You need to be willing to get help for recovery. It must be something that you desire to do.
If you are in school, go and speak to your advisor. There are most likely other students that have been to treatment, and getting in touch with these students can help you to meet new, clean peers. Your old friends maybe still using and you do not want to be around people like that. Making new friends will help you to discover a new and clean life.
Delegate stressful activities. If paying the bills makes you want to relapse, ask your spouse or roommate to take over the task.
Follow your relapse prevention training. You worked very hard on this while you were in treatment and you have mentally prepared for many different situations that might lead to relapse. Use your new knowledge diligently the first year, and you will find that it will help you out of many situations. Former alcoholics who ignore the new knowledge and skills and ignore the triggers and situations that may bring about relapse are asking for trouble. Your knowledge of Relapse Awareness is an important key to recovery, and it should be followed explicitly.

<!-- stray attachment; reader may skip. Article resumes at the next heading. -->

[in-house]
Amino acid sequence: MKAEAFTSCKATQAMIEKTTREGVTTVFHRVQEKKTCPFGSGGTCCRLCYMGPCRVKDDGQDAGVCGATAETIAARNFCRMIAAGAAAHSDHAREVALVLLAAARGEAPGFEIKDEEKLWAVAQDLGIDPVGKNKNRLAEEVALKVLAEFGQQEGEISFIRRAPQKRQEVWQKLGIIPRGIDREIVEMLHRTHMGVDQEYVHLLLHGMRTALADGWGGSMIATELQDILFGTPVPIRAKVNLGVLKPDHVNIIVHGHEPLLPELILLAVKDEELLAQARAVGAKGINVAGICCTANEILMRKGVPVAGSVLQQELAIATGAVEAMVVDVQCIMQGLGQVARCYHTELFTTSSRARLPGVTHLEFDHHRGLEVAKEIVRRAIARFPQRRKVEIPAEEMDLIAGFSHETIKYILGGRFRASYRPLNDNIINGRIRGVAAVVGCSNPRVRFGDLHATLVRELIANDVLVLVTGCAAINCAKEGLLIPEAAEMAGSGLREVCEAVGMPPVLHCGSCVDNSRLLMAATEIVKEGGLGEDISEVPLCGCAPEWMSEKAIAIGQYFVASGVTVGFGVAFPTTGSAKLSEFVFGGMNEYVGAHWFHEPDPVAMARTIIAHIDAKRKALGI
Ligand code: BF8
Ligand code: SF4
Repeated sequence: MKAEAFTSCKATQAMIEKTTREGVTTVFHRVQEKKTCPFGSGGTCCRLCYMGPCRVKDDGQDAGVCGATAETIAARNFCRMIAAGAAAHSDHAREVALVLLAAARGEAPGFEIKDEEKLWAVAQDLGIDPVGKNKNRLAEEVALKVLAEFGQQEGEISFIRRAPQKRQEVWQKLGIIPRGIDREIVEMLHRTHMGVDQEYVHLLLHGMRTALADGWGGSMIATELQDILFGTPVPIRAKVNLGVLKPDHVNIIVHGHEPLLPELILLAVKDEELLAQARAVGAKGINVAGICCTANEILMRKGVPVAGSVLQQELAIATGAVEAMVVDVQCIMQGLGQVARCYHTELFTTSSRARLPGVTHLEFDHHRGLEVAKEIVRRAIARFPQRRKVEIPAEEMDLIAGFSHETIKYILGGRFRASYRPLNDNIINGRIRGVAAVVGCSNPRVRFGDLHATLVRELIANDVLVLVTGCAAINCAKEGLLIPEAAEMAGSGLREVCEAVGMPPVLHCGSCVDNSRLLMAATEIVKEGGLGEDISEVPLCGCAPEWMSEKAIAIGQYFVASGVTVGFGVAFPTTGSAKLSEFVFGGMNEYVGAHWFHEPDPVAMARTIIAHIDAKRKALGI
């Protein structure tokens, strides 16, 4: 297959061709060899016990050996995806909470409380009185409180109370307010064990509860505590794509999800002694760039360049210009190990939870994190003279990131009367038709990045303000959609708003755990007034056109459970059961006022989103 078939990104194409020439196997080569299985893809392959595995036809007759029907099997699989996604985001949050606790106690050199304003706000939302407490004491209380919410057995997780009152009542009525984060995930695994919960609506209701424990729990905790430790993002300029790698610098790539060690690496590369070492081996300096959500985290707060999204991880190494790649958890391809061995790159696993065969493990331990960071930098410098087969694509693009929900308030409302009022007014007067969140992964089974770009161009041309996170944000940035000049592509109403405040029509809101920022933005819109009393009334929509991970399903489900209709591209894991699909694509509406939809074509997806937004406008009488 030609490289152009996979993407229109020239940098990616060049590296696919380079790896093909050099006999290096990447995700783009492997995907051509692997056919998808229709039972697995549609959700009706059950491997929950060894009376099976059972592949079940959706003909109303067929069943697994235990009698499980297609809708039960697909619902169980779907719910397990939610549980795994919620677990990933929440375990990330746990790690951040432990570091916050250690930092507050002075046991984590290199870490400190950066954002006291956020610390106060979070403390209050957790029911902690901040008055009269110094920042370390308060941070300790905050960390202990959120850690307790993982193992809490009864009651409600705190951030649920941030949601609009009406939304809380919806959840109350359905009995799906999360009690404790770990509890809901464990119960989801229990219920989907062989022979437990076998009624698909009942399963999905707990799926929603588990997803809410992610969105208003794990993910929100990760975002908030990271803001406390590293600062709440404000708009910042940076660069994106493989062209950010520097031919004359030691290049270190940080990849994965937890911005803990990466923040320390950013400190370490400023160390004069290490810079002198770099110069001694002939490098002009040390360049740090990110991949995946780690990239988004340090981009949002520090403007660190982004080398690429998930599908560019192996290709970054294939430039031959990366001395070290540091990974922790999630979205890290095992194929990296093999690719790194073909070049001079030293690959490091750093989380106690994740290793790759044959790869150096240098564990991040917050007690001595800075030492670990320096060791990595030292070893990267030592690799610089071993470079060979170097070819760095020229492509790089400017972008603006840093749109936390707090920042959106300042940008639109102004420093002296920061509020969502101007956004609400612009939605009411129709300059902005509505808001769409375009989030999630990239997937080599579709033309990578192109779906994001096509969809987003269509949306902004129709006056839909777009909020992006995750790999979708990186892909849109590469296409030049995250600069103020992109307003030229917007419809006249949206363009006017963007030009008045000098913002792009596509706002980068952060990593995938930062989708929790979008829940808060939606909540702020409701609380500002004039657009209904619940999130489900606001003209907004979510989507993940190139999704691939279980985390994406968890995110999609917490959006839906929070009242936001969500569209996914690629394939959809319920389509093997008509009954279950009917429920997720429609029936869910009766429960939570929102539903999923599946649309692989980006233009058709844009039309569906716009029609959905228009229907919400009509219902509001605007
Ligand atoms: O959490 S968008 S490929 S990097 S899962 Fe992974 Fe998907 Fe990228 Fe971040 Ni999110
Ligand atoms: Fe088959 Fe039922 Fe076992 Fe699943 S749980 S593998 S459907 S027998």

Cross addiction can take place so be very mindful of taking any other forms of drugs for example drugs to overcome flu, as you can become addicted to them too.
Take a new route to work. Changing up some of the details will keep it interesting and avoid the boredom that makes many want to smoke marijuana.